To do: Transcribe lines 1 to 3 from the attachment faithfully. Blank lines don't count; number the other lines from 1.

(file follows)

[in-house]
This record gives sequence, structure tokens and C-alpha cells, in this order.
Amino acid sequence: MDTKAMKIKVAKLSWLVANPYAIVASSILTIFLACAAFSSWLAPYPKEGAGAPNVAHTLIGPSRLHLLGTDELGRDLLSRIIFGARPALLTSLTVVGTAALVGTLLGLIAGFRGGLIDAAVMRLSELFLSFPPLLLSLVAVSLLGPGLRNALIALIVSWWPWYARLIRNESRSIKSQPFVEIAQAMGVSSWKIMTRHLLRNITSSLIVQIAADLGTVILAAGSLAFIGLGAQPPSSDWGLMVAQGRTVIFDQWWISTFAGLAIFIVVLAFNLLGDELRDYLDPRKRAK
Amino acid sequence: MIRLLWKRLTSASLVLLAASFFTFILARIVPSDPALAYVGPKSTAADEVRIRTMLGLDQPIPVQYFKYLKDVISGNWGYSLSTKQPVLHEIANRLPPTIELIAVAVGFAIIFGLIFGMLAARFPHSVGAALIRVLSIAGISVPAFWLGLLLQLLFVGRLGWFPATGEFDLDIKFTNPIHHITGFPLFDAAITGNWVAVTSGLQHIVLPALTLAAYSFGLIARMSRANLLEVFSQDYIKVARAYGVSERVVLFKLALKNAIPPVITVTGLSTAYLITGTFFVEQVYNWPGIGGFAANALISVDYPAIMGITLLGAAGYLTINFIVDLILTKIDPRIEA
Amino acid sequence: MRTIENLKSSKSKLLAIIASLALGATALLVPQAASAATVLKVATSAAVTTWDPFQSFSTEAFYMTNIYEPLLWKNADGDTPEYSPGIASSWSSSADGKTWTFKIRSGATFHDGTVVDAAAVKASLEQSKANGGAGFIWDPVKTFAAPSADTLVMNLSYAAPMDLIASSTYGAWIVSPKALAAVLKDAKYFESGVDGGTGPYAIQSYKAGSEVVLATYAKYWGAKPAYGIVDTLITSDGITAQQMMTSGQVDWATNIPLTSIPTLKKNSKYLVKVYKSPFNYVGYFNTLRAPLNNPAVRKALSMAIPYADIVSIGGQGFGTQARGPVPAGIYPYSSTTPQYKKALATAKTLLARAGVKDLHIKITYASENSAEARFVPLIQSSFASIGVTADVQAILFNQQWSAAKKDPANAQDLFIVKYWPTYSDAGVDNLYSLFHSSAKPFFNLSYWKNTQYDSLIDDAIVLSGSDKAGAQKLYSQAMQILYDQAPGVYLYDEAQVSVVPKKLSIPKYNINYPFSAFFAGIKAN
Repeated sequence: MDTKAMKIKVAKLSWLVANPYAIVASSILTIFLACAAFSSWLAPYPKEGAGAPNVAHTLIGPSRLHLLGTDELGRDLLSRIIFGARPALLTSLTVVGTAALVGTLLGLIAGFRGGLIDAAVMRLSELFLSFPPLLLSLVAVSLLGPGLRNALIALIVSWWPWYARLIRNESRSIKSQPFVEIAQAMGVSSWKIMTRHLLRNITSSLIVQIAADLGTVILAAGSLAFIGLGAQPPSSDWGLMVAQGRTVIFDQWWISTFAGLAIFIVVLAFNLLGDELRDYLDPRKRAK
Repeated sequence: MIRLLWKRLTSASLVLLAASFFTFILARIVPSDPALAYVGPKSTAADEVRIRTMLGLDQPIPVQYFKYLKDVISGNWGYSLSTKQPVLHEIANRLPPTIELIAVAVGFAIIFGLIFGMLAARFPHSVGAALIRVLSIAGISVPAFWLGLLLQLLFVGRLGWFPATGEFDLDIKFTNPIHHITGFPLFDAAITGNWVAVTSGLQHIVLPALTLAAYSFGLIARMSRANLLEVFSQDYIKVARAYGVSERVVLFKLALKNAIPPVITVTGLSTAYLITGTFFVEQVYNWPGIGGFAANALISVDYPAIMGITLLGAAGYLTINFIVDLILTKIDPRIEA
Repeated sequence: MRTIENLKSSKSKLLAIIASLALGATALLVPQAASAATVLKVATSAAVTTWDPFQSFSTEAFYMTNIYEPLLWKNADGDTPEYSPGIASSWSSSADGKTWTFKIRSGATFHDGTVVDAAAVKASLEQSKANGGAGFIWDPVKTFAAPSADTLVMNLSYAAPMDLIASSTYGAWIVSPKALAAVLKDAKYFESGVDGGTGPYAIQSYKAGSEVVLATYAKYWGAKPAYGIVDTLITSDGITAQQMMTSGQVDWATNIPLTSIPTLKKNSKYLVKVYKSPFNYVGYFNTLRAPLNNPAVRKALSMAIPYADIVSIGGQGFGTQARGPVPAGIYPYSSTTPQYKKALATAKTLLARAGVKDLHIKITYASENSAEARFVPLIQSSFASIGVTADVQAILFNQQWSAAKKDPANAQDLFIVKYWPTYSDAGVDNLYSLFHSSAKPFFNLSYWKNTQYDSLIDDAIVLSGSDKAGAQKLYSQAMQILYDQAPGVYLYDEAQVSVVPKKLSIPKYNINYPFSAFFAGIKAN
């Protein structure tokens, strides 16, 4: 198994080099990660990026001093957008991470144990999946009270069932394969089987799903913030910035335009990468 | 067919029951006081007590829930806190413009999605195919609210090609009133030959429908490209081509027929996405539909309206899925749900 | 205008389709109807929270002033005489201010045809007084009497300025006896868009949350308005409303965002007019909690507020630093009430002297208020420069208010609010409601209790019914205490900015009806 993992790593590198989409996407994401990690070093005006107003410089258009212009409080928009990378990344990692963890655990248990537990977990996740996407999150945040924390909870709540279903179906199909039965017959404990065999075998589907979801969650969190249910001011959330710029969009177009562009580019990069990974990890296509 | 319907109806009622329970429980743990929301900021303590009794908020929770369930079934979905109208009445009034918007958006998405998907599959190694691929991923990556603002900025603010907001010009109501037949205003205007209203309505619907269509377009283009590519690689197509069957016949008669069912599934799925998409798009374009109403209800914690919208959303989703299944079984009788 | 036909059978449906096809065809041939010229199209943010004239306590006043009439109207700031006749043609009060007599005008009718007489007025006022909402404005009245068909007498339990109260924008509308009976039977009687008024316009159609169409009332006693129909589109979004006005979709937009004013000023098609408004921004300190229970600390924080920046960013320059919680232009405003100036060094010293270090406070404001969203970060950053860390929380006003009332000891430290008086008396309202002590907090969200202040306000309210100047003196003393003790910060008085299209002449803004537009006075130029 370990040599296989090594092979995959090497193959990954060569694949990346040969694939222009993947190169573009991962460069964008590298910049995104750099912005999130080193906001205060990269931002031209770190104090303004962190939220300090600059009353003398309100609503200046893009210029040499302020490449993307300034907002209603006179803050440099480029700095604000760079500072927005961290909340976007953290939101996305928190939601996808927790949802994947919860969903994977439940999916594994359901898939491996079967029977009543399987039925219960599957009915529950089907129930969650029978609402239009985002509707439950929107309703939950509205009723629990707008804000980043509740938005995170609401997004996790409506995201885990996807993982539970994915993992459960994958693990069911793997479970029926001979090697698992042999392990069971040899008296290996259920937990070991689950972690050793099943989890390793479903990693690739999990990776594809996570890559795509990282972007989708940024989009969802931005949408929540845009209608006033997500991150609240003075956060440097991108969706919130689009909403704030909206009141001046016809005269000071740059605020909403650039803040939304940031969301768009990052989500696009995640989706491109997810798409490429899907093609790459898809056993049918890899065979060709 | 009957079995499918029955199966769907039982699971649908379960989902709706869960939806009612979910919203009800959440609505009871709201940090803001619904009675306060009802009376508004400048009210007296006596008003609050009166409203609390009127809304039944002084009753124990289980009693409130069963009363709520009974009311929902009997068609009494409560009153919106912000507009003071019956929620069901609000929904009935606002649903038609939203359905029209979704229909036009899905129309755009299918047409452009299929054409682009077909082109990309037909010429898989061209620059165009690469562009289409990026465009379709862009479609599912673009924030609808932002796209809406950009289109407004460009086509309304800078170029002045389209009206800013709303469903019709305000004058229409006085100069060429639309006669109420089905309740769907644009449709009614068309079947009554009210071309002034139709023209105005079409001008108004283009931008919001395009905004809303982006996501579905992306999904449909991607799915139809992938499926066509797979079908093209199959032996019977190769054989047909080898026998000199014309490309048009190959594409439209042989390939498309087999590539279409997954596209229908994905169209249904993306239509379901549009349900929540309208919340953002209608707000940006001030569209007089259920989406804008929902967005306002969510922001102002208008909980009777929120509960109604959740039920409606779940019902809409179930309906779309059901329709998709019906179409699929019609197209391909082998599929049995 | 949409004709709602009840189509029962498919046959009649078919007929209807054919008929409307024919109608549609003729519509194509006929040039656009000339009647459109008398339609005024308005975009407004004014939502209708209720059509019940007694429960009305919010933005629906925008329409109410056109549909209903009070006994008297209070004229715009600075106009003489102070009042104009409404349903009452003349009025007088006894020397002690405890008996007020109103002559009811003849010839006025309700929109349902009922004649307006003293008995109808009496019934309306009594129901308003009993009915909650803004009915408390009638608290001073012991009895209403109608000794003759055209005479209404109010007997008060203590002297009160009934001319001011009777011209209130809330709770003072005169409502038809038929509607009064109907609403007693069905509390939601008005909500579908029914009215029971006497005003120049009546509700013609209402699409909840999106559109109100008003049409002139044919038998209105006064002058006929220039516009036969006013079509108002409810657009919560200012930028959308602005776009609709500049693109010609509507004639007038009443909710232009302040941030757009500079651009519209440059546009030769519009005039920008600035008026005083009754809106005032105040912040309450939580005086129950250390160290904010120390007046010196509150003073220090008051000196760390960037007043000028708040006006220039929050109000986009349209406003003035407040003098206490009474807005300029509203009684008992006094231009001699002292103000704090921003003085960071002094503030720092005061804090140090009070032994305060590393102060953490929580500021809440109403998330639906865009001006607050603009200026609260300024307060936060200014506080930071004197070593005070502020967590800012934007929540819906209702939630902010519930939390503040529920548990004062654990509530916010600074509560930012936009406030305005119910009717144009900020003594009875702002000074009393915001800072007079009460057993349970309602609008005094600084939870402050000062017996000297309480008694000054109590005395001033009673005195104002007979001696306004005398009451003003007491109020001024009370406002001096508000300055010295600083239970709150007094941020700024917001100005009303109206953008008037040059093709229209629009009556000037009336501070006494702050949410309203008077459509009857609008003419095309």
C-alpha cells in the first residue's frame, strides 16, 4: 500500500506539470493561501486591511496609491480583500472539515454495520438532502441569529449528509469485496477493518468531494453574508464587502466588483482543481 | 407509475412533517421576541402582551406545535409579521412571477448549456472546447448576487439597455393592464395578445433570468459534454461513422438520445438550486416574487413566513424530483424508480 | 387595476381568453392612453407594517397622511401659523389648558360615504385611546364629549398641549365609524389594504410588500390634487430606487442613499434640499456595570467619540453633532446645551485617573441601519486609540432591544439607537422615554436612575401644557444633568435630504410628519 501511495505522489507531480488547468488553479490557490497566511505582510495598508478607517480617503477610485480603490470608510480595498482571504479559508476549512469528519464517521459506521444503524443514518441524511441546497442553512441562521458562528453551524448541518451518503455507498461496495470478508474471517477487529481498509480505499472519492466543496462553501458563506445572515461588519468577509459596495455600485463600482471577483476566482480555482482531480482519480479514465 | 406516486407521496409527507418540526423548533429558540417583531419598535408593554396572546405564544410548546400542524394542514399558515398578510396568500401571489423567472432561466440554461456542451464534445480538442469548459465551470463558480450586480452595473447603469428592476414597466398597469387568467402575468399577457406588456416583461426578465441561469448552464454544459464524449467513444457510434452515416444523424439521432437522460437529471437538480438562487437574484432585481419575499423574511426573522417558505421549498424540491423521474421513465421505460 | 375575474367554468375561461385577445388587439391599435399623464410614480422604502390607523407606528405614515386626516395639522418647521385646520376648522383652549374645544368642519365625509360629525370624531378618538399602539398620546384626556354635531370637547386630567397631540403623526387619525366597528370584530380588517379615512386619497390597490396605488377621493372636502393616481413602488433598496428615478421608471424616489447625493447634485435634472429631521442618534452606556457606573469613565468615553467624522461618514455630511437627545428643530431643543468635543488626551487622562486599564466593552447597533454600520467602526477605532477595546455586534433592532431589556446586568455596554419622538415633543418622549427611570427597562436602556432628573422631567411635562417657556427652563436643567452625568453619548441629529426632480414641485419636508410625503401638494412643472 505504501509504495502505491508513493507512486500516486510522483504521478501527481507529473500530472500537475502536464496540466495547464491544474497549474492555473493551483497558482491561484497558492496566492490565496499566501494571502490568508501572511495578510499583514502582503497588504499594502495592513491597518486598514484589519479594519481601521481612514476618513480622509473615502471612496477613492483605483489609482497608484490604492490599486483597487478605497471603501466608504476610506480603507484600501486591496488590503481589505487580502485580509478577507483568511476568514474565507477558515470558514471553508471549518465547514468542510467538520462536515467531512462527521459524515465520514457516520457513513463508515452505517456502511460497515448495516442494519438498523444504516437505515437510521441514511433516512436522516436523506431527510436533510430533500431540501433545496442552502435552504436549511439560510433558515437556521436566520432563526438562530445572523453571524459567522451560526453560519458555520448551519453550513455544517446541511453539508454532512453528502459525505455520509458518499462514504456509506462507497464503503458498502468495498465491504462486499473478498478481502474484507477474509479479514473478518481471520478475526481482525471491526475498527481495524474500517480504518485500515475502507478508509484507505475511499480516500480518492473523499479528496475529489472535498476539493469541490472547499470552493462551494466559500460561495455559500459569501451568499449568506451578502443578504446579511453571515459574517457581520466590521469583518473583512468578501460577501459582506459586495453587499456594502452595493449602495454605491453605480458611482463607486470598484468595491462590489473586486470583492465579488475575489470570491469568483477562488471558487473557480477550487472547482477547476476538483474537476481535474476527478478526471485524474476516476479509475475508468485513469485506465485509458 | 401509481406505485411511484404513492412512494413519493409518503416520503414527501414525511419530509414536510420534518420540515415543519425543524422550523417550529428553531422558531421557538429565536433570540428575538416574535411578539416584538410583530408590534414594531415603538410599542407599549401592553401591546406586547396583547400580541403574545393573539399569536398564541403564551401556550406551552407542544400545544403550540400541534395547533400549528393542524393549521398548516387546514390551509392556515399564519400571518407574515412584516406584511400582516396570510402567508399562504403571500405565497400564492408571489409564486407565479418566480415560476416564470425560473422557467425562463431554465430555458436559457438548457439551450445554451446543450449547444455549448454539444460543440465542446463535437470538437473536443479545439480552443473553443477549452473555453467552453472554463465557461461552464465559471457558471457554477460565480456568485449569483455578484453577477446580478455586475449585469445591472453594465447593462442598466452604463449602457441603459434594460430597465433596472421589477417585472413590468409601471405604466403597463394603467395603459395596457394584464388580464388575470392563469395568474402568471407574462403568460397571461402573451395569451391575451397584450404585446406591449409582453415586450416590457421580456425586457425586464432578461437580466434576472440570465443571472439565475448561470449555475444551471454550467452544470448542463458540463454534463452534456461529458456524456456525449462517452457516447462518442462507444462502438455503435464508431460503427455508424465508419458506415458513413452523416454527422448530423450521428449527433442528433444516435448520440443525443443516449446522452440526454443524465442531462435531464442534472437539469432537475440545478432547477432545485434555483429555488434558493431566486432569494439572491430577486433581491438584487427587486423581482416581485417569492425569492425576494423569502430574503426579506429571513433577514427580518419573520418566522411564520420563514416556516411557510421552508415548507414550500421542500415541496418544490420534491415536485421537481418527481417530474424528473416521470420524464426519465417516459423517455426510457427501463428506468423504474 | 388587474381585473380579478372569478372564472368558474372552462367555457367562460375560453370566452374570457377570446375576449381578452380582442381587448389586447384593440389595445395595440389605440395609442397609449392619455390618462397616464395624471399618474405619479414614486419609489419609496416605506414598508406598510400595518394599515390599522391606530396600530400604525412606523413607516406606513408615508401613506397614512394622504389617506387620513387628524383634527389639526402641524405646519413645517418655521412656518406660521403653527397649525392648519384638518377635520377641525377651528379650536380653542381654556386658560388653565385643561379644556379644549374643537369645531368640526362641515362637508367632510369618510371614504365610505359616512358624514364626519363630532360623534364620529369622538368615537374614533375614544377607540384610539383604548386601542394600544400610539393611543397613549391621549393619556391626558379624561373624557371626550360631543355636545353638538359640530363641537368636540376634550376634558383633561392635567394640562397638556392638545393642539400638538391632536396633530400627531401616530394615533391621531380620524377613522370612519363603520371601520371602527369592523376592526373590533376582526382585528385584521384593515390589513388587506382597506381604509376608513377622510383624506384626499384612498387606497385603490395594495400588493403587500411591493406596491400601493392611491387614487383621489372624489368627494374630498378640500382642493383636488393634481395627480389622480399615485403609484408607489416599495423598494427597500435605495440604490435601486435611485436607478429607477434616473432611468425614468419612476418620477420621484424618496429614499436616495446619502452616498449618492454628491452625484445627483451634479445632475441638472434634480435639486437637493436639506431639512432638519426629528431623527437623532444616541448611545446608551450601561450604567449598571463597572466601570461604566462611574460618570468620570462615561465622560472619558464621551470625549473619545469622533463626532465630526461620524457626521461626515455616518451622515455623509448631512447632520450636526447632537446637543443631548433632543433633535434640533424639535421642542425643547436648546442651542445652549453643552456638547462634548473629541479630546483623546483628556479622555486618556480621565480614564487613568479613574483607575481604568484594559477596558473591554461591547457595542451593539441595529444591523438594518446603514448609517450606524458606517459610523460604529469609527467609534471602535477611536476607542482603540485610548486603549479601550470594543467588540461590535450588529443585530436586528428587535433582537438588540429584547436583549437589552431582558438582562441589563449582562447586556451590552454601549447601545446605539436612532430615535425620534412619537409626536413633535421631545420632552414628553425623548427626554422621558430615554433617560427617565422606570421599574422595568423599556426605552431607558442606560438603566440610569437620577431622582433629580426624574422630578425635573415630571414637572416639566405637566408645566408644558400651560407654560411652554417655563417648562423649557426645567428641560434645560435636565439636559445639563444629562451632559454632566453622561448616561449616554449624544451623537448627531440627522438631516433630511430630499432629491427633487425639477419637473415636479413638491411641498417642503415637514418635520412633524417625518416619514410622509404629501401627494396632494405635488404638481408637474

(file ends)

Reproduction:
[in-house]
This record gives sequence, structure tokens and C-alpha cells, in this order.
Amino acid sequence: MDTKAMKIKVAKLSWLVANPYAIVASSILTIFLACAAFSSWLAPYPKEGAGAPNVAHTLIGPSRLHLLGTDELGRDLLSRIIFGARPALLTSLTVVGTAALVGTLLGLIAGFRGGLIDAAVMRLSELFLSFPPLLLSLVAVSLLGPGLRNALIALIVSWWPWYARLIRNESRSIKSQPFVEIAQAMGVSSWKIMTRHLLRNITSSLIVQIAADLGTVILAAGSLAFIGLGAQPPSSDWGLMVAQGRTVIFDQWWISTFAGLAIFIVVLAFNLLGDELRDYLDPRKRAK